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Airdrie resident speaks up about mental health importance following son's overdose death

A long-time Airdrie resident who lost her son to an opioid overdose last fall is hoping to bring more awareness to the issues of mental health struggles and addiction among the city’s youth.

A long-time Airdrie resident who lost her son to an opioid overdose last fall is hoping to bring more awareness to the issues of mental health struggles and addiction among the city’s youth.

Windsong Heights resident Cheryl Bulloch’s son Jacob lost his life following a fentanyl overdose in November 2020, at the age of 19. According to Bulloch, her son had struggled with mental health issues for years, turning to opioids as a coping mechanism.

“He was a shy kid but very loving,” Bulloch said. “He had a big heart, was very caring. I wouldn’t say he had a ton of friends but he was always a kind kid. He was the kind of kid who would do anything for anybody.”

Jacob spent three days in hospital after his overdose, according to a report from the Calgary Herald. After doctors determined the damage to his brain was fatal, he was taken off life support and his heart, lungs and liver were donated to other patients, saving three lives in the process.

According to Bulloch, a lack of support and resources persists for people struggling with internal demons.

“We need some more supports for mental health,” she said. “It seems whenever my son would go to the hospital for, say, a suicide attempt, they would say, ‘Deal with your drug issue and then we can deal with your mental health issue,’ or they would keep him for a day or two and then send him on his way.

“My son was treated poorly up until he was on his deathbed,” she added. “That was the only time he really received compassion.”

Bulloch's story is, unfortunately, not uncommon. Statistics from Alberta Health indicate that 2020 was the province’s deadliest year on record for accidental drug overdose deaths, with 1,128 reported fatalities. Prior to 2020, the year with the most fatal drug overdoses in Alberta was 2018, when 806 deaths were recorded.

At a local level, Airdrie RCMP laid a total of 19 opioid-related charges in 2020, 13 of which involved fentanyl.

“Airdrie is no different than any other Alberta community in regards to opioid addictions,” said Cpl. Gina Slaney, a media relations officer with the Airdrie RCMP. “There is an increased access to opioid-based narcotics at the street level and it is very addictive. The RCMP is committed to combatting this issue through intelligence-lead policing and greater enforcement efforts at local and provincial levels.”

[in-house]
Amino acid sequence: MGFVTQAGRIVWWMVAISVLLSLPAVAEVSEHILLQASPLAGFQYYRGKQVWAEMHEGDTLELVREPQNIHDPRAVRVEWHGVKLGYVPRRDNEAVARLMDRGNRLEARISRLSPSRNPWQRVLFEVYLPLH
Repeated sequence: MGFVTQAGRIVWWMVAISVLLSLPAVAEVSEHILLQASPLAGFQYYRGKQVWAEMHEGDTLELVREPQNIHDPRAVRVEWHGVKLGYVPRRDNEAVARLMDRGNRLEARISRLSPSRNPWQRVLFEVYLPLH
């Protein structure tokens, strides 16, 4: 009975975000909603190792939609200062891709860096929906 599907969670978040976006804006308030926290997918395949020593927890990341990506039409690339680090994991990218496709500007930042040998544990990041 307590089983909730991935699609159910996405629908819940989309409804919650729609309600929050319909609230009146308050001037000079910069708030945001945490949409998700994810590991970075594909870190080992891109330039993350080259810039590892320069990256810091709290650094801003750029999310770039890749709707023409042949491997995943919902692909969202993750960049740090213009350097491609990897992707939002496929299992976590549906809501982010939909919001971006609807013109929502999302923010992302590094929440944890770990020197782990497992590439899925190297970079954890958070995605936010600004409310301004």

Worsening mental health among youth has contributed to more teens turning to drugs and alcohol, according to Bulloch, who added she feels young people today have more pressure on them than older generations did.

“[Jacob] wouldn’t have started using to feel better if something wasn’t going on inside,” she said. “I believe a lot of people either drink or use drugs because of what’s going inside [their heads]. Even if it’s for five minutes, they want to feel better.”

She added access to drugs has also never been easier for youth, who are able to use social media platforms to contact dealers and schedule meet-ups. 

“It just feels like in Airdrie, it’s very bad,” she said. “There was a drug problem before I moved here, and I’ve been here for 25 years, and I feel like nothing is being done about the mental health problems these kids are facing. The opioid crisis is taking off and it’s just everywhere.”

Bulloch’s friend, Julie Hazelwanter, who has called Airdrie home for more than 30 years, also lost a child to a fentanyl overdose. Her son William Hazelwanter passed away in October 2018, at the age of 35. Hazelwanter said William struggled with drug and alcohol addictions for more than 20 years.

Now, the two Airdrie residents are advocating for more mental health resources and support systems. Hazelwanter said they intend to paint an Airdrie sidewalk or pathway purple on Aug. 31, which is known as International Drug Overdose Awareness Day.

The pair also wants to help end the stigma of mental health struggles and drug addiction, according to Hazelwanter, who added they want to create a Facebook group in support of Airdrie residents who have gone through similar circumstances.

They also want to promote training for how to administer Naloxone – an antidote that temporarily halts the effects of an opioid overdose – and advocate for the continued operation of a safe injection site in Calgary.

“I just think it really needs to be brought out that it’s a problem in Airdrie,” Bulloch said. “It’s everywhere, but as much as people think Airdrie is a small little city and we don’t have these big-city problems, we really do. We have these drugs coming in from Calgary and our kids are getting these drugs at a young age. That needs to be addressed.”

Scott Strasser,
Follow me on Twitter @scottstrasser19

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